An article in today’s FT describes another arena in the Asian Great Game: water. The writer is also the author of Water: Asia’s New Battleground, and as the article notes, China’s “construction of upstream dams on international rivers such as the Mekong, Brahmaputra or Amur shows China is increasingly bent on unilateral actions, impervious to the concerns of downstream nations.”
China already boasts both the world’s biggest dam (Three Gorges) and a greater total number of dams than the rest of the world combined. It has shifted its focus from internal to international rivers, and graduated from building large dams to building mega-dams. Among its newest dams on the Mekong is the 4,200 megawatt Xiaowan – taller than Paris’s Eiffel Tower. New dams approved for construction include one on the Brahmaputra at Metog (or Motuo in Chinese) that is to be twice the size of the 18,300MW Three Gorges – and sited almost on the disputed border with India.
These actions have put China at loggerheads with each and every one of its neighbors, but Beijing just doesn’t seem to care. China consistently rejects international water-sharing treaties and refuses to negotiate bilateral or multilateral agreements.
The looming struggle over water is not difficult to foresee. As China and South Asian countries use more and more water in urban development and agriculture, available resources will be intensely protected. China controls the vast Tibetan plateau, where most of South Asia’s rivers originate. Not only does China appropriate upstream resources, but pollution flows downstream, making what water downstream nations have available increasingly unsuitable for consumption or agriculture.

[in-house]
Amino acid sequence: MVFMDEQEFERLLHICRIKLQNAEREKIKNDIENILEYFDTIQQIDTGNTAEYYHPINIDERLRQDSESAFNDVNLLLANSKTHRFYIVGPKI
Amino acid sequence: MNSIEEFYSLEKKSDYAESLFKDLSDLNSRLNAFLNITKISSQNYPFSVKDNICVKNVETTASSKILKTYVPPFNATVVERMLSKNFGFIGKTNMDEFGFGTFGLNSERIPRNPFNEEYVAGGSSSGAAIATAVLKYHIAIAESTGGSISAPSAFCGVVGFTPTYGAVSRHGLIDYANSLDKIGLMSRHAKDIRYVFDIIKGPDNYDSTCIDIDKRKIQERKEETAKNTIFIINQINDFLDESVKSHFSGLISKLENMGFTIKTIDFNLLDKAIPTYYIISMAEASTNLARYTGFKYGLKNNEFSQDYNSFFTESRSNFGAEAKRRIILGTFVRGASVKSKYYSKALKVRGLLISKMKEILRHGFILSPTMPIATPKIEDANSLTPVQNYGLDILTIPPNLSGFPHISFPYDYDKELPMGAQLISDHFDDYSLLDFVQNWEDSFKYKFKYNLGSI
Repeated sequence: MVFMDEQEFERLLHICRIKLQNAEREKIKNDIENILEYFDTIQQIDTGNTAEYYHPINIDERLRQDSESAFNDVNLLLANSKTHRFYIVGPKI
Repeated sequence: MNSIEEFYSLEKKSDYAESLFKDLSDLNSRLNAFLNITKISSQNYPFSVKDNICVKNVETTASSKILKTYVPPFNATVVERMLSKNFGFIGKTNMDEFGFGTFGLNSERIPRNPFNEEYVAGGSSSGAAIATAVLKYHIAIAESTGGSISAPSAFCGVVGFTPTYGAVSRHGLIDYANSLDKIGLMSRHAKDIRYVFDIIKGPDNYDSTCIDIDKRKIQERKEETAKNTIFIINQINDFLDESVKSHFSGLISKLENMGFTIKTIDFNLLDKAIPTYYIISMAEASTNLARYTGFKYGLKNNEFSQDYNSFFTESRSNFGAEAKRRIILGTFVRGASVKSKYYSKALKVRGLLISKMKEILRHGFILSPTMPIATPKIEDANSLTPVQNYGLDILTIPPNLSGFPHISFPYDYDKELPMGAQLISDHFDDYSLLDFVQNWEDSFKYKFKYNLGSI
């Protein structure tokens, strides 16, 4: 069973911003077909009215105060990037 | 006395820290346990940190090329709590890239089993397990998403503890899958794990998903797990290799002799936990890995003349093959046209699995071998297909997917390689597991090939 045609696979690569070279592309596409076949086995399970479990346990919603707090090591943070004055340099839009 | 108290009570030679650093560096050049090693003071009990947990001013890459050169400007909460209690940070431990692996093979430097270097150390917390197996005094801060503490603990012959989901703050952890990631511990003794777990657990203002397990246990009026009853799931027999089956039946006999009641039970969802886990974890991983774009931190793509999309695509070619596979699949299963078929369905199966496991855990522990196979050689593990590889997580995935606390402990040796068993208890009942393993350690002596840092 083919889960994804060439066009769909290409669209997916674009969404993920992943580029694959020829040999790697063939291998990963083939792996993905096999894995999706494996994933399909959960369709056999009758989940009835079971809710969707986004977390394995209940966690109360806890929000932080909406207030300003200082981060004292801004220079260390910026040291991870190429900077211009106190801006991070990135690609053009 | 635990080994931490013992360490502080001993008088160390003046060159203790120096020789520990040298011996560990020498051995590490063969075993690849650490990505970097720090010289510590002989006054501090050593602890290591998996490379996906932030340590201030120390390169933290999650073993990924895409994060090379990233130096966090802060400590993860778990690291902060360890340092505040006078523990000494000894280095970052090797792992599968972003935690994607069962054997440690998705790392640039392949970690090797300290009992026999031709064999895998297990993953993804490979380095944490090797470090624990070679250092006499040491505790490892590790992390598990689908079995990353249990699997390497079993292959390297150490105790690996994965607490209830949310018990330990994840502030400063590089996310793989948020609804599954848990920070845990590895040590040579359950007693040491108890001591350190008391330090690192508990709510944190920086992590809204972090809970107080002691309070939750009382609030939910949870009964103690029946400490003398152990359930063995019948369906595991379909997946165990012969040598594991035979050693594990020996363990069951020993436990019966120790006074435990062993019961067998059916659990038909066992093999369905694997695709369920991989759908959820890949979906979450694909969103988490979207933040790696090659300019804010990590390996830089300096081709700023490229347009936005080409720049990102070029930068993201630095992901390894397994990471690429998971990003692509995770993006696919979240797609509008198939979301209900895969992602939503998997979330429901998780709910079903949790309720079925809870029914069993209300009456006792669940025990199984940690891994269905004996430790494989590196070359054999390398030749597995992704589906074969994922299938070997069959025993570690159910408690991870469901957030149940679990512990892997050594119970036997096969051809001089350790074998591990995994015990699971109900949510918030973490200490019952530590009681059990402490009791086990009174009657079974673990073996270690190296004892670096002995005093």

This looks less like a deliberate attempt to antagonize or intimidate neighbors than like a reflection of the economic development lobby in China compared to the power of the Foreign Ministry. One suspects that China’s diplomats couldn’t restrain local interests from exploiting water resources and building dams if they tried. Students of the Great Game will be watching attentively to see whether the advantages of faster domestic development will offset the cost of tenser relations with neighbors.